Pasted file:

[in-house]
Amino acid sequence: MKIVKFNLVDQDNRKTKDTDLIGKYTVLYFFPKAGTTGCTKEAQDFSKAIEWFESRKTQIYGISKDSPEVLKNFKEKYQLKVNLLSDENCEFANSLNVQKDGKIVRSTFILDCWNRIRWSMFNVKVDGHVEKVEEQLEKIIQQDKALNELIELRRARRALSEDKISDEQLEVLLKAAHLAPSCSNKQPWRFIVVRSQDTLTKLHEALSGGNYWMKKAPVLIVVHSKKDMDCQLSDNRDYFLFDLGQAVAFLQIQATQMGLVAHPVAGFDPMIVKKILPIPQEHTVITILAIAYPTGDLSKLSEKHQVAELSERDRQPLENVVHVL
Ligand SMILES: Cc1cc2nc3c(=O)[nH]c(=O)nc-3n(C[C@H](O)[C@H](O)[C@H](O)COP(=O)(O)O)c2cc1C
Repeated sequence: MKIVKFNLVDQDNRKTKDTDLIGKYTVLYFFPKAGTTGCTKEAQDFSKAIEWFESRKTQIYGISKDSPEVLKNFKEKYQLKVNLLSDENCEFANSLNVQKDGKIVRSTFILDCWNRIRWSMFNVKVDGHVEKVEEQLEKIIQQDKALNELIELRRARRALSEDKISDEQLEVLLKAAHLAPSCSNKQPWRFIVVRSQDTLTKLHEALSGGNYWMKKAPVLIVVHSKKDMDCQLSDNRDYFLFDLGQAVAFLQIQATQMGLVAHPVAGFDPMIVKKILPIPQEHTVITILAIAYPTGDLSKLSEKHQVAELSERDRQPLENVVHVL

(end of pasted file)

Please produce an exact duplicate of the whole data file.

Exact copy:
[in-house]
Amino acid sequence: MKIVKFNLVDQDNRKTKDTDLIGKYTVLYFFPKAGTTGCTKEAQDFSKAIEWFESRKTQIYGISKDSPEVLKNFKEKYQLKVNLLSDENCEFANSLNVQKDGKIVRSTFILDCWNRIRWSMFNVKVDGHVEKVEEQLEKIIQQDKALNELIELRRARRALSEDKISDEQLEVLLKAAHLAPSCSNKQPWRFIVVRSQDTLTKLHEALSGGNYWMKKAPVLIVVHSKKDMDCQLSDNRDYFLFDLGQAVAFLQIQATQMGLVAHPVAGFDPMIVKKILPIPQEHTVITILAIAYPTGDLSKLSEKHQVAELSERDRQPLENVVHVL
Ligand SMILES: Cc1cc2nc3c(=O)[nH]c(=O)nc-3n(C[C@H](O)[C@H](O)[C@H](O)COP(=O)(O)O)c2cc1C
Repeated sequence: MKIVKFNLVDQDNRKTKDTDLIGKYTVLYFFPKAGTTGCTKEAQDFSKAIEWFESRKTQIYGISKDSPEVLKNFKEKYQLKVNLLSDENCEFANSLNVQKDGKIVRSTFILDCWNRIRWSMFNVKVDGHVEKVEEQLEKIIQQDKALNELIELRRARRALSEDKISDEQLEVLLKAAHLAPSCSNKQPWRFIVVRSQDTLTKLHEALSGGNYWMKKAPVLIVVHSKKDMDCQLSDNRDYFLFDLGQAVAFLQIQATQMGLVAHPVAGFDPMIVKKILPIPQEHTVITILAIAYPTGDLSKLSEKHQVAELSERDRQPLENVVHVL